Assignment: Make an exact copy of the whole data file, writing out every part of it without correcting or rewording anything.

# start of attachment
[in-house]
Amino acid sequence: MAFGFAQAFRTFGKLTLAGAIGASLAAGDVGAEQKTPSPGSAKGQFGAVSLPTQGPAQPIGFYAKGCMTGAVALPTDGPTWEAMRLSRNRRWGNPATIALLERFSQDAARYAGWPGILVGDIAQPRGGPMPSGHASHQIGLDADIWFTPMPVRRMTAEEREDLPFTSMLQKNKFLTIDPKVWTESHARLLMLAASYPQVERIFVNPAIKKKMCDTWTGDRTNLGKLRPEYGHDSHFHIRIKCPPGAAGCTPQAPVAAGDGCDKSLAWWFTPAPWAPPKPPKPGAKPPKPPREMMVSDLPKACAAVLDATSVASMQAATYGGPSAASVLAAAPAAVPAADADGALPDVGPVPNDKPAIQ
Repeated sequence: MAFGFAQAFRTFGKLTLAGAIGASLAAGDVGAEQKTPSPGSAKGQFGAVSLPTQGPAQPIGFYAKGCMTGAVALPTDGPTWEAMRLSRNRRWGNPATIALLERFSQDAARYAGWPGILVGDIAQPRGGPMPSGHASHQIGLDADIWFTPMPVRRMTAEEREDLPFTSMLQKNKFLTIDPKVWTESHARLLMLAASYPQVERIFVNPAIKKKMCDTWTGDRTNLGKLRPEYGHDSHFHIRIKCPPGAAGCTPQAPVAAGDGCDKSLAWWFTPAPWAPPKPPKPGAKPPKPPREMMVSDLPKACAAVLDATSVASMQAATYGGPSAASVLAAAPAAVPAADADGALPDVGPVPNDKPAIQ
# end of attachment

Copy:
[in-house]
Amino acid sequence: MAFGFAQAFRTFGKLTLAGAIGASLAAGDVGAEQKTPSPGSAKGQFGAVSLPTQGPAQPIGFYAKGCMTGAVALPTDGPTWEAMRLSRNRRWGNPATIALLERFSQDAARYAGWPGILVGDIAQPRGGPMPSGHASHQIGLDADIWFTPMPVRRMTAEEREDLPFTSMLQKNKFLTIDPKVWTESHARLLMLAASYPQVERIFVNPAIKKKMCDTWTGDRTNLGKLRPEYGHDSHFHIRIKCPPGAAGCTPQAPVAAGDGCDKSLAWWFTPAPWAPPKPPKPGAKPPKPPREMMVSDLPKACAAVLDATSVASMQAATYGGPSAASVLAAAPAAVPAADADGALPDVGPVPNDKPAIQ
Repeated sequence: MAFGFAQAFRTFGKLTLAGAIGASLAAGDVGAEQKTPSPGSAKGQFGAVSLPTQGPAQPIGFYAKGCMTGAVALPTDGPTWEAMRLSRNRRWGNPATIALLERFSQDAARYAGWPGILVGDIAQPRGGPMPSGHASHQIGLDADIWFTPMPVRRMTAEEREDLPFTSMLQKNKFLTIDPKVWTESHARLLMLAASYPQVERIFVNPAIKKKMCDTWTGDRTNLGKLRPEYGHDSHFHIRIKCPPGAAGCTPQAPVAAGDGCDKSLAWWFTPAPWAPPKPPKPGAKPPKPPREMMVSDLPKACAAVLDATSVASMQAATYGGPSAASVLAAAPAAVPAADADGALPDVGPVPNDKPAIQ